With an estimated 24 million people worldwide suffering from Alzheimer’s, this disease is one of the most formidable in the world today. While research into the causes of and potential therapies for Alzheimer’s is ongoing, a breaking new study has shown some incredibly promising results.
The Cambridge University Study, published in the journal Nature Structural And Molecular Biology, focuses on a naturally-occurring “molecular chaperone” that can inhibit the early development of Alzheimer’s disease.
“This is the starting point for finding a drug that stops Alzheimer’s disease in it’s tracks,” lead study author Dr. Samuel Cohen said in an interview with the Daily Mail.
The first of its kind, the study explored the ability of molecules of Brichos, a naturally-occurring family of proteins found in human lungs, to interrupt and slow the process of the formation of plaques in the brain.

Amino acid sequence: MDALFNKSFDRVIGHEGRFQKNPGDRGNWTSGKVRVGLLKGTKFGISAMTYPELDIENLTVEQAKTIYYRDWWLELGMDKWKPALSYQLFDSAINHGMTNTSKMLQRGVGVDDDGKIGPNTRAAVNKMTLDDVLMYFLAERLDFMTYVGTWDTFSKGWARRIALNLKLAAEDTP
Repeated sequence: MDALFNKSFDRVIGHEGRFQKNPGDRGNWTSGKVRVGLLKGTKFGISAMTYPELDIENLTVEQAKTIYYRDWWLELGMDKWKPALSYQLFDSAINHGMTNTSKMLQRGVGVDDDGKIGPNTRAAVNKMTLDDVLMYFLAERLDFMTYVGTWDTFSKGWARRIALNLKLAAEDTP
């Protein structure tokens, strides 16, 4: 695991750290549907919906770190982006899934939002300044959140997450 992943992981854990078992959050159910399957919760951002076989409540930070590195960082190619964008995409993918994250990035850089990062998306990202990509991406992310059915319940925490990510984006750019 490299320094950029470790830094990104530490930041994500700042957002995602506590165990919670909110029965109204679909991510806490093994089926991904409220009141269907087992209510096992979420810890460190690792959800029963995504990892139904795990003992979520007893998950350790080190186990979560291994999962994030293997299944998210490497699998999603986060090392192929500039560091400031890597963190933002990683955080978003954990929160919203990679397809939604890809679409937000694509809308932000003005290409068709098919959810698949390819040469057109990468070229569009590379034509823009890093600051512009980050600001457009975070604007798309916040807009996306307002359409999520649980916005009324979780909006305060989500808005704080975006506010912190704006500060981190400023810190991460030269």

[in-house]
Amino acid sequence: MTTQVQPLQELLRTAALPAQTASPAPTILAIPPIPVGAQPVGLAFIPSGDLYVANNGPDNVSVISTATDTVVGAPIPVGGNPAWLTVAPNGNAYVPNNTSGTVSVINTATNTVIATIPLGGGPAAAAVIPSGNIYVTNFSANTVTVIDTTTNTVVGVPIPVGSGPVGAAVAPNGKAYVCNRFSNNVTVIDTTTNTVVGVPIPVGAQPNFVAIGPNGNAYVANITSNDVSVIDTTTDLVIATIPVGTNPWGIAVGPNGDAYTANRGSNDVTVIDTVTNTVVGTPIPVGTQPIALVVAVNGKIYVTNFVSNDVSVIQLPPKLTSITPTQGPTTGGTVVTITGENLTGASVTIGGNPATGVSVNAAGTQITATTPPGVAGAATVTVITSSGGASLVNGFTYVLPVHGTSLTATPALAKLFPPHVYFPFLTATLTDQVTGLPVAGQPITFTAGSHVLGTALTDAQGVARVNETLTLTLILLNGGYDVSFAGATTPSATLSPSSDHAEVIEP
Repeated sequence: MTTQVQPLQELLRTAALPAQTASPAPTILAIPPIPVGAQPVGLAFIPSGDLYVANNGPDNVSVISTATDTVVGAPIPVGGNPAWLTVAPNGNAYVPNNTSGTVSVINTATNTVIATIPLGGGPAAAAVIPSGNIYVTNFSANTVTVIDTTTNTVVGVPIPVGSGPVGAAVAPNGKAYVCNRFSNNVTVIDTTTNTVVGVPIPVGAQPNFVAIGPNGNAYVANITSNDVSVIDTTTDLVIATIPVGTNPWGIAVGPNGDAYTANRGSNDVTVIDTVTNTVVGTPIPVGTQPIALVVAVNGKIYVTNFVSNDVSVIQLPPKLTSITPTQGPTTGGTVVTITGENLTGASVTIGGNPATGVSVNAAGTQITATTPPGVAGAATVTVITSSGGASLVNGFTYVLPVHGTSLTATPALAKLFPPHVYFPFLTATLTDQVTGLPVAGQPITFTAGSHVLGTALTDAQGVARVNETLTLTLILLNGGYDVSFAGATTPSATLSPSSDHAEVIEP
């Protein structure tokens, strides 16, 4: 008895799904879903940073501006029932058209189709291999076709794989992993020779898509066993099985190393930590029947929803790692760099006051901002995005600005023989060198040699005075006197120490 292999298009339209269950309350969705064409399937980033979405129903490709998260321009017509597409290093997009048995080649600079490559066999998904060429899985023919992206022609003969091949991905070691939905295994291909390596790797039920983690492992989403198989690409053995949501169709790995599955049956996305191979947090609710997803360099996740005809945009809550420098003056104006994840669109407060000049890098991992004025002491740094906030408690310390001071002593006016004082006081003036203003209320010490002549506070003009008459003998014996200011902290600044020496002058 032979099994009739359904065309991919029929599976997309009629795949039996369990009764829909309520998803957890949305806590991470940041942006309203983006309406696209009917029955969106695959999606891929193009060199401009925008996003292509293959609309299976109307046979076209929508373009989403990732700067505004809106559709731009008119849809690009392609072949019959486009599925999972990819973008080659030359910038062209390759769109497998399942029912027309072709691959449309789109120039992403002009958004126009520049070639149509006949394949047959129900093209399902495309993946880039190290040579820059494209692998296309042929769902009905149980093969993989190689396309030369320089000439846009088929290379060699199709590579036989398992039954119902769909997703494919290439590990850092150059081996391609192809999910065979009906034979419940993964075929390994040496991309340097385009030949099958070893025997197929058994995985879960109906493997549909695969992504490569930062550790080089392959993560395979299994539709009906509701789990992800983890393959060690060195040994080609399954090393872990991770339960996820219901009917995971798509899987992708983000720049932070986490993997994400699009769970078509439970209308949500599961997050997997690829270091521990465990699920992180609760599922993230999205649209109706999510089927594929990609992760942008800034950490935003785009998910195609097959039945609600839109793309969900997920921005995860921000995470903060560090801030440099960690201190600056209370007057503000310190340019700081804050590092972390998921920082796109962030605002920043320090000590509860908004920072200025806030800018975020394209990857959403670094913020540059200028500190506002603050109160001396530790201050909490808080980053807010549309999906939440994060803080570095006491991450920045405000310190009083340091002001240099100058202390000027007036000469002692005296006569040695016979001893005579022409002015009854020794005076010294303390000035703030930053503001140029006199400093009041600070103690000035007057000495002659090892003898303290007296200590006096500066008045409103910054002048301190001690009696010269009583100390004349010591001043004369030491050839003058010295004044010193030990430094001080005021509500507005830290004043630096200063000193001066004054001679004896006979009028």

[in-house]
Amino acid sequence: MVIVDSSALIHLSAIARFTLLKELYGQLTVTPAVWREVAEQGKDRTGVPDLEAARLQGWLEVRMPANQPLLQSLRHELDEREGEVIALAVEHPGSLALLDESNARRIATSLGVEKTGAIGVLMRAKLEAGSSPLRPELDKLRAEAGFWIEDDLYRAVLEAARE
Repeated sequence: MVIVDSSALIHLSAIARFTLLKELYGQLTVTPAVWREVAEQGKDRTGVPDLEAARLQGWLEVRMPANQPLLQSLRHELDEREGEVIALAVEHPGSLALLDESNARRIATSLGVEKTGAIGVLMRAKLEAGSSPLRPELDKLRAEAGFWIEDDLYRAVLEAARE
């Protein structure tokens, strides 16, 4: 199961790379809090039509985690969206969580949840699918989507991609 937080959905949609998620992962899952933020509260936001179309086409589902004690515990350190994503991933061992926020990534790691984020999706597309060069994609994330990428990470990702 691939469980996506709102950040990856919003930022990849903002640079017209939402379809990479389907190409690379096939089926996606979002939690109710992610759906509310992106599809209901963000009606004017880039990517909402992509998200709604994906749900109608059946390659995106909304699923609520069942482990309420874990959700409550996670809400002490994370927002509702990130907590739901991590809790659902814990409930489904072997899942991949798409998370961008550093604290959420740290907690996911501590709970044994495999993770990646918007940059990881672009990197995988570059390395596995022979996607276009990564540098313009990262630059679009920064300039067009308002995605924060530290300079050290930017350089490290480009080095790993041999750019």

See also: preventing Alzheimer’s
Researchers on the study believe that there may be other molecules with similar effects, but until now, researchers weren’t sure what to look for or where.
“A good tactic now is to search for other molecules that have this same highly targeted effect and to see if these can be used as the starting point for developing a future therapy,” says Cohen.
While there is no means yet of applying this knowledge to Alzheimer’s therapies for humans, many are already concerned about the involved of pharmaceutical industries, especially given the history of pharmaceutical companies profiting off restricted access to important medicines.
- https://www.dailymail.co.uk/health/article-2955976/Alzheimer-s-breakthrough-scientists-discover-stop- disease-earliest-stages-paving-way-statin-like-drug.html